truncate is a good tool. You need to shrink the image, so it contains every partition defined in the partition table. In other words, if the end sector of the partition closest to the end is
N (note it doesn't have to be the partition with the highest number), you need
N+1 sectors of the image (
+1 because numbering starts at
gdisk -l image to know the
Most likely the card uses 512-byte sectors and the partition table is valid when interpreted in terms of 512-byte sectors (for comparison: see what happens when this assumption does not hold). So you need
(N+1)*512 bytes (or more, having more is not fatal).
Reading this number of bytes directly from the card in the first place would give you the same result. An easy way (although non-POSIX, see this) is
head -c number-of-bytes-here /dev/sdx > image.
Then you need 33 additional logical sectors for a secondary (backup) GPT. Use
truncate again and add
33*512 bytes to the file (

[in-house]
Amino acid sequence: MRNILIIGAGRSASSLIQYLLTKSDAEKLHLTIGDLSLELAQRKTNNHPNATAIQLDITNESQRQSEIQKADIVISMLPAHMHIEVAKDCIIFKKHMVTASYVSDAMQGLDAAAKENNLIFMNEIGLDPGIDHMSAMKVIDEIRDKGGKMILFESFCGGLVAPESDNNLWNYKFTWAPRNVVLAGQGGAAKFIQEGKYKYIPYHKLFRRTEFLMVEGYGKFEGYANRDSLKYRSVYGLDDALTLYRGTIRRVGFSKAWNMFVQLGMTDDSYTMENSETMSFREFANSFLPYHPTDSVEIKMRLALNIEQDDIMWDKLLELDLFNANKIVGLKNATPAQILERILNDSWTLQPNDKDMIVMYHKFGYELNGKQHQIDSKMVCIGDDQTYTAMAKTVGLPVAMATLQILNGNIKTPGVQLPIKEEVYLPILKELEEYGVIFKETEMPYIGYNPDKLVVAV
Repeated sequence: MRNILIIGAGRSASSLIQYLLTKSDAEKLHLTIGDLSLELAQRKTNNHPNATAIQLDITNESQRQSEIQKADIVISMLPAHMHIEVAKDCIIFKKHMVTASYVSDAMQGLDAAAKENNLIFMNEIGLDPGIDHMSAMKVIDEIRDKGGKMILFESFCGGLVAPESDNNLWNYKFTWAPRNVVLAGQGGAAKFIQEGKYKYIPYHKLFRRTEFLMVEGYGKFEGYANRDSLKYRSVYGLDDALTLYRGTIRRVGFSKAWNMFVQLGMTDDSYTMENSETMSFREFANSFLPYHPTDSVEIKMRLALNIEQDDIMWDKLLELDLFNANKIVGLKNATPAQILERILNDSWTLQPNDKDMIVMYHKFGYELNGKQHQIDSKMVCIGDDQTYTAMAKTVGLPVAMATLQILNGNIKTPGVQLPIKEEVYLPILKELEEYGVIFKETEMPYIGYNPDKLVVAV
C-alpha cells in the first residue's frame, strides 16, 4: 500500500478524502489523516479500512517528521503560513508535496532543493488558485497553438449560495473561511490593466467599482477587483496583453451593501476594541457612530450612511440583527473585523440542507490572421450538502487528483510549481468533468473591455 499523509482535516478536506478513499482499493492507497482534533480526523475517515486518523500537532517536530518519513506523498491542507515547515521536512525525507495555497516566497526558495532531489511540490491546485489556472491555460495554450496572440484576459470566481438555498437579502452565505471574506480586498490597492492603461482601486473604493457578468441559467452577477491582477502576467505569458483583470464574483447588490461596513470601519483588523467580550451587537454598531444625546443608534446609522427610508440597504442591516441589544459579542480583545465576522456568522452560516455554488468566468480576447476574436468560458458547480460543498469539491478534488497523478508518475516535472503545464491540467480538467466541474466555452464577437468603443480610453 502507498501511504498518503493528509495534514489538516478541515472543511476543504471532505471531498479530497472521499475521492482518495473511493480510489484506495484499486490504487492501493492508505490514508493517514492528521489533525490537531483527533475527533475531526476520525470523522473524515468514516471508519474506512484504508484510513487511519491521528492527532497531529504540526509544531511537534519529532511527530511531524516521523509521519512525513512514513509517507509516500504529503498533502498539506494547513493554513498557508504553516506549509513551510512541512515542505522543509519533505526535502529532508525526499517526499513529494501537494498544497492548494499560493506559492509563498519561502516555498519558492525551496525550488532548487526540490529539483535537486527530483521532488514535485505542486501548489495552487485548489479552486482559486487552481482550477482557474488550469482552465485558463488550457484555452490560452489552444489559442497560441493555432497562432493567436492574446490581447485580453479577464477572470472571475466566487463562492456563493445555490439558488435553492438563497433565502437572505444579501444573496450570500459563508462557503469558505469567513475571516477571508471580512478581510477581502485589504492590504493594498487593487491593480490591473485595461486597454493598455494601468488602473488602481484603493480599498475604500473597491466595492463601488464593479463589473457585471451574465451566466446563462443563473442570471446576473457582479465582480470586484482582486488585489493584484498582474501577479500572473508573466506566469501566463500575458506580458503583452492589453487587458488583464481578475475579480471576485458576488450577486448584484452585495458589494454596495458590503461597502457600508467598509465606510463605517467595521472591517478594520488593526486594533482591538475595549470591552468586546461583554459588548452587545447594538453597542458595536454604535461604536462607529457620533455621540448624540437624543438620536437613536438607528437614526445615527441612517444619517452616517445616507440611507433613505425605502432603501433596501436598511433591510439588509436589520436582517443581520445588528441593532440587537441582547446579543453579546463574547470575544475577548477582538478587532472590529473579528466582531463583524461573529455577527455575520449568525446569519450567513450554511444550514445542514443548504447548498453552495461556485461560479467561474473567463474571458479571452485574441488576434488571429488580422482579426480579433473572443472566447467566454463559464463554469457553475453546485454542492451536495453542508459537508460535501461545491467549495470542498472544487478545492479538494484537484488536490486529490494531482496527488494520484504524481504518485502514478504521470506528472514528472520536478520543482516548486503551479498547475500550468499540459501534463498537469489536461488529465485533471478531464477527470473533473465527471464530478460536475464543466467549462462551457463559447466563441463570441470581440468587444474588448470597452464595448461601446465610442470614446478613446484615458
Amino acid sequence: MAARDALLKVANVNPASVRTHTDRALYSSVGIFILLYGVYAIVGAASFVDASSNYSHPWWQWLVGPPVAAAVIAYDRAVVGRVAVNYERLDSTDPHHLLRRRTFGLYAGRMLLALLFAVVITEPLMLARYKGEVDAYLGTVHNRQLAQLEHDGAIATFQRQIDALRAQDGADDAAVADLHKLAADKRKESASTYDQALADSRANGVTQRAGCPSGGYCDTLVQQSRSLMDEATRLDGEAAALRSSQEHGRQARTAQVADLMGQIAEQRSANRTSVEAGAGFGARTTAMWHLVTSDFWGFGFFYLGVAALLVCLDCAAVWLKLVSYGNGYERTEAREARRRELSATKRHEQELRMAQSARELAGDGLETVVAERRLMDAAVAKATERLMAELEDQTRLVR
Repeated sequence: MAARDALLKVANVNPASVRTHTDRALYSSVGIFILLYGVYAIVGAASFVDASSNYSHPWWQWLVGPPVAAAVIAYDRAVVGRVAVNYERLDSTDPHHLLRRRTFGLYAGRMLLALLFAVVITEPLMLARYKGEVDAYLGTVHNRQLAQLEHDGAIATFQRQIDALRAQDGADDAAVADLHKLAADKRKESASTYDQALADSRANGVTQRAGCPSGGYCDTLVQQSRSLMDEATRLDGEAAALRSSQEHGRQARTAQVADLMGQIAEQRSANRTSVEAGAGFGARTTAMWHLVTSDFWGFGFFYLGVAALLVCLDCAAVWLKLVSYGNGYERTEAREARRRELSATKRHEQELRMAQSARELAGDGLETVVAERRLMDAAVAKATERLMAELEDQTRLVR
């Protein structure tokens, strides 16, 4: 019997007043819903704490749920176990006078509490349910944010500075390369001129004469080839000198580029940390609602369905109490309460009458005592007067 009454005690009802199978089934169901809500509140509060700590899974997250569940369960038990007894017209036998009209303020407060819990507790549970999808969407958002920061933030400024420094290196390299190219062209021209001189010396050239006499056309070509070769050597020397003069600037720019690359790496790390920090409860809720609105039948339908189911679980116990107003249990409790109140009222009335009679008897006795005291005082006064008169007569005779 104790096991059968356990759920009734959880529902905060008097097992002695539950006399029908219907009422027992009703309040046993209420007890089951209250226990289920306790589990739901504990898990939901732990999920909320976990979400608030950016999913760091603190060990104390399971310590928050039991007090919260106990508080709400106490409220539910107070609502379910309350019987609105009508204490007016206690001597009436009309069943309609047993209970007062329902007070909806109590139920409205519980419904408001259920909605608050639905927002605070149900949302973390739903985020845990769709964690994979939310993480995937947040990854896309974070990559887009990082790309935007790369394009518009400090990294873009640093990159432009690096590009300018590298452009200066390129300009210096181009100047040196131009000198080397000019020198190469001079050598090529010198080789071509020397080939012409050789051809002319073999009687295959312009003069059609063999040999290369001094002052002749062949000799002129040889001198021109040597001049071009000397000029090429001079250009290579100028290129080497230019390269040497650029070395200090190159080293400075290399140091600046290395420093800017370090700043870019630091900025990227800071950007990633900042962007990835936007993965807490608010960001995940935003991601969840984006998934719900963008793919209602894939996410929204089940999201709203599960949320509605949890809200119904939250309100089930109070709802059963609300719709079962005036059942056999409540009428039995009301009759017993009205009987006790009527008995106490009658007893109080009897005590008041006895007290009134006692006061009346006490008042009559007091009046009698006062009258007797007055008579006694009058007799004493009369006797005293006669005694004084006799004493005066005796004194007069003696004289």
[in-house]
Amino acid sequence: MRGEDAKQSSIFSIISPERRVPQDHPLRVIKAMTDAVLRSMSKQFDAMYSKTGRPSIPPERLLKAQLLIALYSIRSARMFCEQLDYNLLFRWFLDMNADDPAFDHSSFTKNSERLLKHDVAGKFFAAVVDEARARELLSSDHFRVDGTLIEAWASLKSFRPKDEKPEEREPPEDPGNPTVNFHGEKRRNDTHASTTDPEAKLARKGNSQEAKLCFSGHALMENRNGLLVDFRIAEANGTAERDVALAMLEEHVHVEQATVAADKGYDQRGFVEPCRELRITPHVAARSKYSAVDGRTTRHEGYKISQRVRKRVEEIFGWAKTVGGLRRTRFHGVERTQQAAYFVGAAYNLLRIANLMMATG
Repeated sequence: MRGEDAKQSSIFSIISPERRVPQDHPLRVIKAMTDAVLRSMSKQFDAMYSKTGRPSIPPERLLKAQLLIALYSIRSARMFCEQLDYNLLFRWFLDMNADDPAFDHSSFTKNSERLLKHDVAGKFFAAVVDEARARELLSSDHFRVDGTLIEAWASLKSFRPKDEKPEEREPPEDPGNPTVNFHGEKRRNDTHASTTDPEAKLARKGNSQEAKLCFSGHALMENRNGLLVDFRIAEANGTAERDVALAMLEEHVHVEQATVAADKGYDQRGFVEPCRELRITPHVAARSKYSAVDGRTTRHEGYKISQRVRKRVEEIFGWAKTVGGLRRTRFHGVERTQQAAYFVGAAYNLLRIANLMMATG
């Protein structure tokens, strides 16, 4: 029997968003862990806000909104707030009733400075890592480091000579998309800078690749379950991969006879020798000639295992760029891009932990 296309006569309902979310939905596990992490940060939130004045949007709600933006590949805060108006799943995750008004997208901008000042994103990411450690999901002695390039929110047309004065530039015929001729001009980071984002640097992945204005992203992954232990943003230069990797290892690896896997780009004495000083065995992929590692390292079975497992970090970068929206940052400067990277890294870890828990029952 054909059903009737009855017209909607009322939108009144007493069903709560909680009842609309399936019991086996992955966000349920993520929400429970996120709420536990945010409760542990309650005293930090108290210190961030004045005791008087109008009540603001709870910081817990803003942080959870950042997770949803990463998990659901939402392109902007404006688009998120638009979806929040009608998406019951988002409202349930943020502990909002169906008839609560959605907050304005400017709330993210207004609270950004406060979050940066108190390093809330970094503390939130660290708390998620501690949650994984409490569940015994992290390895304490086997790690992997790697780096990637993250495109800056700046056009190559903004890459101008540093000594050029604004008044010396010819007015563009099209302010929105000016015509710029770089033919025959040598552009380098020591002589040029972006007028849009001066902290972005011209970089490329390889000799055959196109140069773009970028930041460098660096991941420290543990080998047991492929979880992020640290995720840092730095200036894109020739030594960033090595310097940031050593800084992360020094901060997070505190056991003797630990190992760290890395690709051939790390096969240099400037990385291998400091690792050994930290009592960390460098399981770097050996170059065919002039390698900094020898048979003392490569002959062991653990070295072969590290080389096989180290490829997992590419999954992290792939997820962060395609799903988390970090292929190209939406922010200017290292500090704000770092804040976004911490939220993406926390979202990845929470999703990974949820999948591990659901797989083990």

truncate -s +16896 image). We could have shrunk the image to the desired final size with the first
truncate (or read more with
head), but doing this in two steps causes these additional 33 sectors to contain zeros instead of garbage that might interfere in a moment.
The first truncating (or creating a partial image) discarded the original secondary GPT. Use
gdisk image and let it fix the problem. It will tell you that
disk size is smaller than the main header indicates and
invalid backup GPT header, but valid main header; regenerating backup header from main header. Thanks to the second
truncate there is room for the backup GPT. All you need is to "
write table to disk and exit"; the tool will rewrite GPT, including the backup one.
gunzip -c image.gz |dd of=/dev/sdx(adapt to your card's device file)